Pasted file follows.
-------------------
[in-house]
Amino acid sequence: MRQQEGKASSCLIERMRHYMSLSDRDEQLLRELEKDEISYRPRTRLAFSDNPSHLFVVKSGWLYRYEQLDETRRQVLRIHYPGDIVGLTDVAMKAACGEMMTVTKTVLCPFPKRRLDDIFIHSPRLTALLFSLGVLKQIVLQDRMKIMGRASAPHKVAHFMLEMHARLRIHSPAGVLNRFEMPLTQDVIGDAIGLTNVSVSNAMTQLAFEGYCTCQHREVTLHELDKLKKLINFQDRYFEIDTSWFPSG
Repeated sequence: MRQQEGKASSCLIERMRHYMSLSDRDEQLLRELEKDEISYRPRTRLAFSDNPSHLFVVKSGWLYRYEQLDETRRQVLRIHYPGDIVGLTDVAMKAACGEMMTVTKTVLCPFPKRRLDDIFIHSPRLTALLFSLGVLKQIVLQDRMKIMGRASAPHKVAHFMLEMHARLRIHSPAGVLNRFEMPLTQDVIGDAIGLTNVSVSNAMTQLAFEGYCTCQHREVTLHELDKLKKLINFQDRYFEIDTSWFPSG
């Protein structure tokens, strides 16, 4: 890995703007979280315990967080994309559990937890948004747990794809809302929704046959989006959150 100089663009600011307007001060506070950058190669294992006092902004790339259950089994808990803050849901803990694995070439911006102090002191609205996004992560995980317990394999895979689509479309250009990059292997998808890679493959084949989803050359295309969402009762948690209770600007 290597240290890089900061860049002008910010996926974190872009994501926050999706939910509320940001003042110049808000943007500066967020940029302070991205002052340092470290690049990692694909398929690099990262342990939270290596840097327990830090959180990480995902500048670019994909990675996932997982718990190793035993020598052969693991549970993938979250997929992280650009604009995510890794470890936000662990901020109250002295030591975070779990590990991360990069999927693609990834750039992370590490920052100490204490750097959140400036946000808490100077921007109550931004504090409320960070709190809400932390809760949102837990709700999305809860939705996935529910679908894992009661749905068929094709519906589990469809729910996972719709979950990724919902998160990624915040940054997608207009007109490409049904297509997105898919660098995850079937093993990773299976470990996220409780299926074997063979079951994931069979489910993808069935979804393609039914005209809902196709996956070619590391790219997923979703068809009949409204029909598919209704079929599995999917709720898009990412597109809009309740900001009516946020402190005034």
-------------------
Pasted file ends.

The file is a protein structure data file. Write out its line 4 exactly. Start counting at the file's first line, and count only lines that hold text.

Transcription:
């Protein structure tokens, strides 16, 4: 890995703007979280315990967080994309559990937890948004747990794809809302929704046959989006959150 100089663009600011307007001060506070950058190669294992006092902004790339259950089994808990803050849901803990694995070439911006102090002191609205996004992560995980317990394999895979689509479309250009990059292997998808890679493959084949989803050359295309969402009762948690209770600007 290597240290890089900061860049002008910010996926974190872009994501926050999706939910509320940001003042110049808000943007500066967020940029302070991205002052340092470290690049990692694909398929690099990262342990939270290596840097327990830090959180990480995902500048670019994909990675996932997982718990190793035993020598052969693991549970993938979250997929992280650009604009995510890794470890936000662990901020109250002295030591975070779990590990991360990069999927693609990834750039992370590490920052100490204490750097959140400036946000808490100077921007109550931004504090409320960070709190809400932390809760949102837990709700999305809860939705996935529910679908894992009661749905068929094709519906589990469809729910996972719709979950990724919902998160990624915040940054997608207009007109490409049904297509997105898919660098995850079937093993990773299976470990996220409780299926074997063979079951994931069979489910993808069935979804393609039914005209809902196709996956070619590391790219997923979703068809009949409204029909598919209704079929599995999917709720898009990412597109809009309740900001009516946020402190005034």